If alice has a user level systemd service unit named foo.service located at /home/alice/.config/systemd/user/foo.service then I can switch user to alice and check the status of the unit using the --user switch:

root@srv0:~# su - alice
To run a command as administrator (user "root"), use "sudo <command>".
See "man sudo_root" for details.
alice@srv0:~$ systemctl status foo.service --user 
● foo.service - foo
   Loaded: loaded (/home/alice/.config/systemd/user/foo.service; disabled; v
   Active: active (running) since Sat 2019-03-23 04:11:03 UTC; 2min 6s ago
 Main PID: 2246 (python3)
   CGroup: /user.slice/user-20021.slice/user@20021.service/foo.service
           └─2246 python3 /home/alice/devapp foo bar baz

Is it possible to check the unit status (and also manipulate the unit) without switching user first?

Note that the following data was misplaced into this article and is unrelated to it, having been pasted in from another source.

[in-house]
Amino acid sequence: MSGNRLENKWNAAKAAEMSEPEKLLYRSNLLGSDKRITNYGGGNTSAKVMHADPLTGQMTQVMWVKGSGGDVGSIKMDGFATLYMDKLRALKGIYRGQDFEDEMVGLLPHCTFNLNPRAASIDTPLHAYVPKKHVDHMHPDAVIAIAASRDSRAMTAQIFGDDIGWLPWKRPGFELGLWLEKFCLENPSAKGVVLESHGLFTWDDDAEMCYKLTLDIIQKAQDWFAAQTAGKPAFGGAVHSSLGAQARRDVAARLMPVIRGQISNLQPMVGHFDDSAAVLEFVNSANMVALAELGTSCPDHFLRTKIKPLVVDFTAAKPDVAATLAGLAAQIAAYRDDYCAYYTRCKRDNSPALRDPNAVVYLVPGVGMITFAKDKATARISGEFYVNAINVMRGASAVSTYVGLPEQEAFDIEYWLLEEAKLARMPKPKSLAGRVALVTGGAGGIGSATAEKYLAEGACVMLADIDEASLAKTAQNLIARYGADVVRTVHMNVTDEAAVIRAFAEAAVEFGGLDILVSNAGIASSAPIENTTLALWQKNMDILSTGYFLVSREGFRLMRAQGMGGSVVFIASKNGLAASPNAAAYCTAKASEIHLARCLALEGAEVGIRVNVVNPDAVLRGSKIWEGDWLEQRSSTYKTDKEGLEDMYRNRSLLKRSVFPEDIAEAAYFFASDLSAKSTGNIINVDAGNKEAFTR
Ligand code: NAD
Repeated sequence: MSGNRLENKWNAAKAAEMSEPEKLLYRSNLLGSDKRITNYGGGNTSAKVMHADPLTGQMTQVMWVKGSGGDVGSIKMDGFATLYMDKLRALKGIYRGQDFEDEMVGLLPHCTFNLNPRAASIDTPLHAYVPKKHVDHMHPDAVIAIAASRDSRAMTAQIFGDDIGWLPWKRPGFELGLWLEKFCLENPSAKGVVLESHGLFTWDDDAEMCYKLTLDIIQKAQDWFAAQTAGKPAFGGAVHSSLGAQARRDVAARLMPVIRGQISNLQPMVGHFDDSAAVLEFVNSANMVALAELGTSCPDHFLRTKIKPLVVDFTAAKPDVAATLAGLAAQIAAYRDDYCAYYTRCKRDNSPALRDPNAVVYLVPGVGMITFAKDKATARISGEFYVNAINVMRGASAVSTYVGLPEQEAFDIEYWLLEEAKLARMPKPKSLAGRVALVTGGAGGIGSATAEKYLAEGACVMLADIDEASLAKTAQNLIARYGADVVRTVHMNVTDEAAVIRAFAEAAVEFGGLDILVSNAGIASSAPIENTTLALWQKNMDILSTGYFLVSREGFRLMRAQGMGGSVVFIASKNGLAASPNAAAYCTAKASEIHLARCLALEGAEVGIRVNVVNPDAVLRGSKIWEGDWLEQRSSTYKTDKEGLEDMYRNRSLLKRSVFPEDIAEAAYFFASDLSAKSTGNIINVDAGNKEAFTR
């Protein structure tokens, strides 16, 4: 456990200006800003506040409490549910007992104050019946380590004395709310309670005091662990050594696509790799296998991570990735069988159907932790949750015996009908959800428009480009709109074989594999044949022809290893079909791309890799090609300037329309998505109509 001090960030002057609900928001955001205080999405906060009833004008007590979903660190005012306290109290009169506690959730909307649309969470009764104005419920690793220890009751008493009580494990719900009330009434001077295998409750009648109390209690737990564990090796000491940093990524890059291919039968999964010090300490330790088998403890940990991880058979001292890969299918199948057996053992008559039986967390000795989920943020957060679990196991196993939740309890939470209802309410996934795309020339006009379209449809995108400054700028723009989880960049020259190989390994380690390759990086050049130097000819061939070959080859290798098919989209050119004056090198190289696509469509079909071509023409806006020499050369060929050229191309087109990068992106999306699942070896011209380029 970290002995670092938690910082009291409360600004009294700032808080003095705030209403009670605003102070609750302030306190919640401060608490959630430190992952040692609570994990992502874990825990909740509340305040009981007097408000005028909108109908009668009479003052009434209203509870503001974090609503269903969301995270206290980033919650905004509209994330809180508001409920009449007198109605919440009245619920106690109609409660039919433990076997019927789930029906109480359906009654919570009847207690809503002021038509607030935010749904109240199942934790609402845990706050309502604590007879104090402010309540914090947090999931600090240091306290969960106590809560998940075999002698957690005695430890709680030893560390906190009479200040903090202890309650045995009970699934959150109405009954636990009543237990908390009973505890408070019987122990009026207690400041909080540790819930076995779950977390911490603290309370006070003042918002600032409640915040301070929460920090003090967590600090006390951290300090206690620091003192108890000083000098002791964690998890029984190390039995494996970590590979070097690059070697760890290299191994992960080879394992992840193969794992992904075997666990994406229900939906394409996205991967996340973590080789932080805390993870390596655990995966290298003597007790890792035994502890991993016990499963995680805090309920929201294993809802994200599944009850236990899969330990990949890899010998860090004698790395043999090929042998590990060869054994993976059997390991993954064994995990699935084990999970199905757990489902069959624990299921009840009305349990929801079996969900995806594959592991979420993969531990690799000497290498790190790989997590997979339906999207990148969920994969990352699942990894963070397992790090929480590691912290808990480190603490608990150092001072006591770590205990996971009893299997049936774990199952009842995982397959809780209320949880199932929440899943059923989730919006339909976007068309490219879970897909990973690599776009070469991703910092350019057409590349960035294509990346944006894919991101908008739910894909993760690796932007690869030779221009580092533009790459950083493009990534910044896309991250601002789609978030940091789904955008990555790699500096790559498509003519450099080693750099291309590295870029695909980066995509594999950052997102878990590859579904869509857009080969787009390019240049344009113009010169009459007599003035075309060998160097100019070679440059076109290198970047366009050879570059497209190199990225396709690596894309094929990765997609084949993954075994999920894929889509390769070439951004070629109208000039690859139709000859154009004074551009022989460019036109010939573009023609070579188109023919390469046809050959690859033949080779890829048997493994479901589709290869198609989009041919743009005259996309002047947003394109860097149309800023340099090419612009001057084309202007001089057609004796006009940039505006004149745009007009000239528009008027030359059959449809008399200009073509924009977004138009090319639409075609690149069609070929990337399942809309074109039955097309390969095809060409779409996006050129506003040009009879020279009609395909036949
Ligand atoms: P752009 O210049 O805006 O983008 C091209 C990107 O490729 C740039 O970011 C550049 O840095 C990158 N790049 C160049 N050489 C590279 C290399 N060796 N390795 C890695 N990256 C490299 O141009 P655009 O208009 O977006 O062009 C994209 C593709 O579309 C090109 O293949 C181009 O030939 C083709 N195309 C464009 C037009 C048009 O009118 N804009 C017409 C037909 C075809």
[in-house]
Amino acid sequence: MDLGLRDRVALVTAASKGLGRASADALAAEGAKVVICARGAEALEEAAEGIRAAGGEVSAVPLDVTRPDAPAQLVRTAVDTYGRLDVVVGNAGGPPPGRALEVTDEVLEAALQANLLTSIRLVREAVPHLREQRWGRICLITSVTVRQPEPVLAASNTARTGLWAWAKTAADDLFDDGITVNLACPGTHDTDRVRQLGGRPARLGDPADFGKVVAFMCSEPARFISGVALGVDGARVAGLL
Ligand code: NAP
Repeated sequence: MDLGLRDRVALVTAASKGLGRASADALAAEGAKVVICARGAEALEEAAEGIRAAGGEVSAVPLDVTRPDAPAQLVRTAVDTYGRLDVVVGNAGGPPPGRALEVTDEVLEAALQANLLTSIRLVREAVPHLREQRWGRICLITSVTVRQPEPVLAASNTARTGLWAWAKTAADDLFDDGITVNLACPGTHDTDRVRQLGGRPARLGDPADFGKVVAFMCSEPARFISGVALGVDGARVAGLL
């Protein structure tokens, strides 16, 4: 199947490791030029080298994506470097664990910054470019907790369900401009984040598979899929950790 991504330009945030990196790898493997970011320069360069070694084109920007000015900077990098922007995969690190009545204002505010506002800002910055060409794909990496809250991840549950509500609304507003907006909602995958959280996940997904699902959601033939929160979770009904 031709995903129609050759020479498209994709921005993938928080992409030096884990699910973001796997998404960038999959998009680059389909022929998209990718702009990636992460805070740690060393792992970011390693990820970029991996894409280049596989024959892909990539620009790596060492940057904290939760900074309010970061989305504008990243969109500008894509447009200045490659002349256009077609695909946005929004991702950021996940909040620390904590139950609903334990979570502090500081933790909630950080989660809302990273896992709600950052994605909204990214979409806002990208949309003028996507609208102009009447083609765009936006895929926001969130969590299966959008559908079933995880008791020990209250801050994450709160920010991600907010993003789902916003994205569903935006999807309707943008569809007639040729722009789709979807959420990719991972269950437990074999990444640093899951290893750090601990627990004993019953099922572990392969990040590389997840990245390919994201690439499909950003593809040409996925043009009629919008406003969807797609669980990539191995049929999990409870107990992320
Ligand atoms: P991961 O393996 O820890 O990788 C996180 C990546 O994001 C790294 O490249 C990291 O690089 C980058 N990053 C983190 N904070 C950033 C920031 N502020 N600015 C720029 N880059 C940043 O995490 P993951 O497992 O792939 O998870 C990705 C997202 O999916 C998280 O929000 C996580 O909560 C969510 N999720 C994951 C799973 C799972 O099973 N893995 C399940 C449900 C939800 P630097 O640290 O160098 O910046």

I've tried using sudo but it's not working:

root@srv0:~# sudo -l -u alice systemctl status --user foo
/bin/systemctl status --user foo
root@srv0:~# sudo -u alice systemctl status --user foo
Failed to connect to bus: No such file or directory

I've also tried using user@UID syntax, also not working:

root@srv0:~# systemctl status user@1001:foo
● user@1001:foo.service - User Manager for UID 1001:foo
   Loaded: loaded (/lib/systemd/system/user@.service; static; vendor preset: enabled)
   Active: inactive (dead)
  • Maybe systemctl status can show all the cgroups on your system? – 炸鱼薯条德里克 Mar 23 at 5:01

According to this discussion https://lists.freedesktop.org/archives/systemd-devel/2014-March/018227.html something like this would work:

env XDG_RUNTIME_DIR=/run/user/1000 sudo --preserve-env=XDG_RUNTIME_DIR -u alice systemctl status --user foo

You just need to get XDG_RUNTIME_DIR somehow.

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